Maulana Gul Nasib’s reaction to this was that the reasons for violence in the two countries were different. He said the fact that foreign troops were on Afghan soil and hunting the Taleban made the Taleban’s fight legitimate. ‘The ulema in Pakistan believe in a political struggle and in votes and democratic traditions,’ said Nasib. ‘In other parts of the Muslim world, where tyrannical forces use violence against the opposition such as Palestine and Afghanistan, the ulema believe that as [in the case of Afghanistan] NATO uses guns and the opposition reacts with guns. Pakistan is different from Afghanistan and each country has its own conditions.’

As the foreign forces issue came into the discussion, Ashrafi tried to bring in Waqad to compare the fight against the Soviets and the current fight of the Taleban – bearing in mind that Waqad was a well-known figure of Hezb-e Islami. ‘Mulla Omar’s government was toppled by infidels whom he had not attacked. He fights for freedom . . . If you find justifications for America’s invasion today, then the Soviet’s invasion yesterday was also justified. Why did you fight the Soviets, but not the US?’

This analogy left the Afghan ulema without a straightforward answer. Even government mullas, it seems, find it difficult to rebuke the Taleban for attacking foreign forces or the Afghan government, its officials and security forces. Instead they sidestepped the question and turned back to the Taleban’s killing of innocents. Waqad, for example, said: ‘We did not comment on the armed struggle by the Taleban against the foreign forces. … But we protest the killing of innocent people and the destruction of bridges and schools both in Pakistan and Afghanistan.’

At this point, Baligh came down hard, arguing that Afghans were fighting against ‘American conspiracies’ and comparing religious characteristics as well as the history of the two countries, concluding from it that Afghanistan fared better than any other Muslim country and Pakistanis were in no state to issue fatwas about Afghanistan issues. He said Pakistan’s support of the Taleban’s jihad was a bitter irony. He lambasted fatwas of jihad given by mullas sitting in a ‘less Islamic’ country and led by a ‘far less pious Muslim leader’ against a country which is ‘most Islamic and its leader the most pious’ in the Muslim world. Then, it came to labelling: ‘There are a limited number of ulema in Pakistan playing in hands of the intelligence,’ Baligh said.

But after Ashrafi left the programme during the last half of the debate (ostensibly, for a meeting), the two sides did agree on one point: the ulema the Afghan delegation met in February to discuss the agenda of an Afghan-Pakistani ulema conference were not the real representatives of Pakistani clergy. (Ashrafi had led the Pakistani ulema delegation during that meeting. Read here an earlier AAN blog on the proposed conference.) The two Pashto-speaking Pakistani ulema from the two namesake Jamiat-e Ulema-e Islam said their parties held the real clerical power when it came to the Afghan peace effort. Waqad agreed and said the HPC was now trying to reach out to them.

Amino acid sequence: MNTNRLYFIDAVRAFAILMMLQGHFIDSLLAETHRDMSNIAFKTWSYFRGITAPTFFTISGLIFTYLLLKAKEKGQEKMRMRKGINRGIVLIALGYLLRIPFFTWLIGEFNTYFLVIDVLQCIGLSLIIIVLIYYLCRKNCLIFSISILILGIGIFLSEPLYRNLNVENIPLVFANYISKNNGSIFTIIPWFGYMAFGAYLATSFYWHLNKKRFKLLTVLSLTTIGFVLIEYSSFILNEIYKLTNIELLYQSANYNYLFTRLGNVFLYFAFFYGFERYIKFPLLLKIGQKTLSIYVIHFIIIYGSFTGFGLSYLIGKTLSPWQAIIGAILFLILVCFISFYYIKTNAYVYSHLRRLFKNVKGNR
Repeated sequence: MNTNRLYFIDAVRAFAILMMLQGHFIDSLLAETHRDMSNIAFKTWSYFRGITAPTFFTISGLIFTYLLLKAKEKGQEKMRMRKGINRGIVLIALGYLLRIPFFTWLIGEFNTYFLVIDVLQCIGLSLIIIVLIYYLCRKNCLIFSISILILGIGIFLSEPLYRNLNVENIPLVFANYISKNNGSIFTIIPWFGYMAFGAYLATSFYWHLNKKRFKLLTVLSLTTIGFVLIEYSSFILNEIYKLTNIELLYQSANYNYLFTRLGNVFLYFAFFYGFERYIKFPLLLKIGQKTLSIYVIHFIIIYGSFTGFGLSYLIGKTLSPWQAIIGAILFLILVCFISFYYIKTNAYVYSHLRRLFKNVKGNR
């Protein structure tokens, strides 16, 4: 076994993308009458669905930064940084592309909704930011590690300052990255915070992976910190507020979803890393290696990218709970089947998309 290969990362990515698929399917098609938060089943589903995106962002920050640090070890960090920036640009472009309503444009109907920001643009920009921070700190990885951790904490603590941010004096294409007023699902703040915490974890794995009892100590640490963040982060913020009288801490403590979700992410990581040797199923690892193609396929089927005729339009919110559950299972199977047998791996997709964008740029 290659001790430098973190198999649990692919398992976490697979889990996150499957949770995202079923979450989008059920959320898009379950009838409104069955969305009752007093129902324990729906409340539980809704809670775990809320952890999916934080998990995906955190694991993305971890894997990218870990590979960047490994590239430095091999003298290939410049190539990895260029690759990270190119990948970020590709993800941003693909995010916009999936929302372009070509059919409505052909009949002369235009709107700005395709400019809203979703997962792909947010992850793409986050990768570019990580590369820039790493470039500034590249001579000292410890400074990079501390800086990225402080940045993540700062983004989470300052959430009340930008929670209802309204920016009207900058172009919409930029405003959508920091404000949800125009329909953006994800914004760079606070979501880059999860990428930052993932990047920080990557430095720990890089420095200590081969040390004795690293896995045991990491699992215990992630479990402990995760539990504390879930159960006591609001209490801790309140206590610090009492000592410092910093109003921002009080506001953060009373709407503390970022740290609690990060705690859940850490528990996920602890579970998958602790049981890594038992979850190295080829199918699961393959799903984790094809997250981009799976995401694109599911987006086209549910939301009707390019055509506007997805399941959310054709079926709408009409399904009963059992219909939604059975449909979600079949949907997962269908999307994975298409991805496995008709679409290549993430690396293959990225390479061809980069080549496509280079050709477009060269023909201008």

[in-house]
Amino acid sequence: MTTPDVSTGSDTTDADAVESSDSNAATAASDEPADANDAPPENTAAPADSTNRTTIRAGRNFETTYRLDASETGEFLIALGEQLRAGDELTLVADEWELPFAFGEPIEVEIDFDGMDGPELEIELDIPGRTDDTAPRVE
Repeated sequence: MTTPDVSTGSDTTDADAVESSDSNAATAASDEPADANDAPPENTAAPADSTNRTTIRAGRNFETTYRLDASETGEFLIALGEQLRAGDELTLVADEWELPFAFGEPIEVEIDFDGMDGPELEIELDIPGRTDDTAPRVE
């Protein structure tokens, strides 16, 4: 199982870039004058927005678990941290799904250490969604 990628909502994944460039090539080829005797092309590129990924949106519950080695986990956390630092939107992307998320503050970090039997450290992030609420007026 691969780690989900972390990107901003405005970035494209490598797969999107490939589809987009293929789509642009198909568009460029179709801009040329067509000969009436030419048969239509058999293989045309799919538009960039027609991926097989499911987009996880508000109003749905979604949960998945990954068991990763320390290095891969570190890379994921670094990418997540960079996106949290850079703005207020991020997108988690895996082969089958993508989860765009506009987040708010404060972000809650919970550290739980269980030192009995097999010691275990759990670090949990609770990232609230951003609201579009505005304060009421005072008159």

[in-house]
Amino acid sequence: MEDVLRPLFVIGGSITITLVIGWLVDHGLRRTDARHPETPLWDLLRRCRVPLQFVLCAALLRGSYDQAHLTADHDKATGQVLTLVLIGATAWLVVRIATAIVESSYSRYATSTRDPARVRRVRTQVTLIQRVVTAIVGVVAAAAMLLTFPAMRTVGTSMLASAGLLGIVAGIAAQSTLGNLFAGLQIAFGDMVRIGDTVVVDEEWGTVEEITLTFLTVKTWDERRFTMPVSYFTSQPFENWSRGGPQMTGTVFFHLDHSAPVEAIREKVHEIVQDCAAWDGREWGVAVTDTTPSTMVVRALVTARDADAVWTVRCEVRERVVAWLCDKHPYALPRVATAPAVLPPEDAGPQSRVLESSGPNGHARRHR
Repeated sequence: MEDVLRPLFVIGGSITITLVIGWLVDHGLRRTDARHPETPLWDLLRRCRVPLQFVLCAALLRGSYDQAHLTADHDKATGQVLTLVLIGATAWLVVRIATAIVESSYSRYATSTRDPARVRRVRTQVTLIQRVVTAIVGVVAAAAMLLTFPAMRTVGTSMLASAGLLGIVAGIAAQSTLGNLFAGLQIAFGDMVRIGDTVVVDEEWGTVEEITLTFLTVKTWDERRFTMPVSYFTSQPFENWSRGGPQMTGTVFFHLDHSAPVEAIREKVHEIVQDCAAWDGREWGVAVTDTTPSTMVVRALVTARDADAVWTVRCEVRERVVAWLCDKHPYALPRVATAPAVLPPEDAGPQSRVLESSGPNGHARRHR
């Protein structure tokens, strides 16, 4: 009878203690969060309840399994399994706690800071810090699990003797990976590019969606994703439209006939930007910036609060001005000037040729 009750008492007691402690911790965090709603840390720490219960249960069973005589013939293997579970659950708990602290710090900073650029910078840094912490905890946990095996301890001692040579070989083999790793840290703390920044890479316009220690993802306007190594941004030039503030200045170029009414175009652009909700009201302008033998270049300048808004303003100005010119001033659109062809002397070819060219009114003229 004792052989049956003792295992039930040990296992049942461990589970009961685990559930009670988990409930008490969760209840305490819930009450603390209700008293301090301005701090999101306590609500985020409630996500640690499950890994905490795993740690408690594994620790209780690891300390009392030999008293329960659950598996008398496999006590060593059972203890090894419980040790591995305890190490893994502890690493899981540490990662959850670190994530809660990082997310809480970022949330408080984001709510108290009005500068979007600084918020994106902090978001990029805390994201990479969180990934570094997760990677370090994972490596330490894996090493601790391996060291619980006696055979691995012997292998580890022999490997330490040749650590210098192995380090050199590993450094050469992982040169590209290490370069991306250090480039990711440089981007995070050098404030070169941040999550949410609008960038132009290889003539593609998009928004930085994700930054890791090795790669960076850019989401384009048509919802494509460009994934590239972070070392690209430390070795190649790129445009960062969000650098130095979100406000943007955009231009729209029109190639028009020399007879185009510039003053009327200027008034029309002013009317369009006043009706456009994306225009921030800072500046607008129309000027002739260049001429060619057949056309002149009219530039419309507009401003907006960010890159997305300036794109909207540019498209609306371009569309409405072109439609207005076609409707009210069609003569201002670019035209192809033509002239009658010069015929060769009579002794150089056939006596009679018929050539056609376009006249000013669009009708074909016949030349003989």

Religious institutions, and ulema as an important part of them, are one of the most influential elements of civil society in deeply religious countries, such as Afghanistan and Pakistan. The sharp polarisation of the ulemas’ views about militancy, arguably the biggest problem that both countries equally suffer from, should serve as a lesson for the civil society institutions that work on a cross-national level. They can fail to play a constructive role – and even have a destructive role – if they opt for uncritically following the official line. The same could be said about other influential traditional structures that become part of civil society, such as jirgas, as well as the media.

The debate by Azadi and Mashaal Radio turned from a discussion of different religious viewpoints on militancy in the two countries into an exchange of politically charged mutual labelling and sloganeering. Polarised along political and nationalistic lines, some panellists even made remarks legitimising violence against the other country. It sounded as if, in a reversal of the debate’s original intent, this legitimation of violence became its purpose.

(1) The radio stations, Azadi and Mashaal, are two of the most listened to and furthest-reaching in the two countries – the latter only among the Pashtuns of Pakistan. Azadi broadcasts for Afghanistan in Pashto and Dari; Mashaal broadcasts only in Pashto for audiences mainly in Pakistan’s Khyber Pakhtunkhwa province and the tribal areas, aiming to counter extremist propaganda channels there. The two stations are members of Radio Free Europe / Radio Liberty (RFE/RL) funded by the US Congress.

(2) The Pakistan Ulema Council, according to its chairman Ashrafi, consists of 26,000 ulema, mainly Deobandis, who run thousands of madrassas.

(3) There was no real-time interpretation among the different language-speakers not all of whom understood each other’s language. The co-presenters would summarise what the panellist had just said to the other person to whom the comment had mainly been addressed. It seems only Ashrafi got over-the-phone real-time interpretation.


Pakistan Taleban Ulema